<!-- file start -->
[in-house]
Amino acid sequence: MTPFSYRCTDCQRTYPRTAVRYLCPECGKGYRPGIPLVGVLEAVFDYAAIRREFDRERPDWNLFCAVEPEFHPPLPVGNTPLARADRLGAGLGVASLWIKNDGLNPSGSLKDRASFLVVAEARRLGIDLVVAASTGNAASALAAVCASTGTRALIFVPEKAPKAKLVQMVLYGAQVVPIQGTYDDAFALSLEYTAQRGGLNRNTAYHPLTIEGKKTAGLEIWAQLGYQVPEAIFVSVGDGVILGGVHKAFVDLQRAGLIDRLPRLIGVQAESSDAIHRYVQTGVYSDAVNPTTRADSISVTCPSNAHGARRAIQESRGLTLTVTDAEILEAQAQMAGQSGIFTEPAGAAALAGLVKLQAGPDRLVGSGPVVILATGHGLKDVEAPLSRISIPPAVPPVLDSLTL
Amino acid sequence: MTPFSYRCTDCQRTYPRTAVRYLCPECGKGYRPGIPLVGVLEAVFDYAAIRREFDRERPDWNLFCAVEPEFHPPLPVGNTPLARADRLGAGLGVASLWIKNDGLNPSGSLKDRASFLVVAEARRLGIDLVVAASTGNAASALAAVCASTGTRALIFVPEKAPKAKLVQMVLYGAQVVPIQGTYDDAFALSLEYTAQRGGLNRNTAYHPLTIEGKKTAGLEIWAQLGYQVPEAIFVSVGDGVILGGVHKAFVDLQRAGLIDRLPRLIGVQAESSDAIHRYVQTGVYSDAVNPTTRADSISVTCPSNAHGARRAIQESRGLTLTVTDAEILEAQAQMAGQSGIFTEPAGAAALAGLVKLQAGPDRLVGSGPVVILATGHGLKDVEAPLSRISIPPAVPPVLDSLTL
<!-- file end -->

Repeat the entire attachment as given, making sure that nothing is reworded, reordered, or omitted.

[in-house]
Amino acid sequence: MTPFSYRCTDCQRTYPRTAVRYLCPECGKGYRPGIPLVGVLEAVFDYAAIRREFDRERPDWNLFCAVEPEFHPPLPVGNTPLARADRLGAGLGVASLWIKNDGLNPSGSLKDRASFLVVAEARRLGIDLVVAASTGNAASALAAVCASTGTRALIFVPEKAPKAKLVQMVLYGAQVVPIQGTYDDAFALSLEYTAQRGGLNRNTAYHPLTIEGKKTAGLEIWAQLGYQVPEAIFVSVGDGVILGGVHKAFVDLQRAGLIDRLPRLIGVQAESSDAIHRYVQTGVYSDAVNPTTRADSISVTCPSNAHGARRAIQESRGLTLTVTDAEILEAQAQMAGQSGIFTEPAGAAALAGLVKLQAGPDRLVGSGPVVILATGHGLKDVEAPLSRISIPPAVPPVLDSLTL
Amino acid sequence: MTPFSYRCTDCQRTYPRTAVRYLCPECGKGYRPGIPLVGVLEAVFDYAAIRREFDRERPDWNLFCAVEPEFHPPLPVGNTPLARADRLGAGLGVASLWIKNDGLNPSGSLKDRASFLVVAEARRLGIDLVVAASTGNAASALAAVCASTGTRALIFVPEKAPKAKLVQMVLYGAQVVPIQGTYDDAFALSLEYTAQRGGLNRNTAYHPLTIEGKKTAGLEIWAQLGYQVPEAIFVSVGDGVILGGVHKAFVDLQRAGLIDRLPRLIGVQAESSDAIHRYVQTGVYSDAVNPTTRADSISVTCPSNAHGARRAIQESRGLTLTVTDAEILEAQAQMAGQSGIFTEPAGAAALAGLVKLQAGPDRLVGSGPVVILATGHGLKDVEAPLSRISIPPAVPPVLDSLTL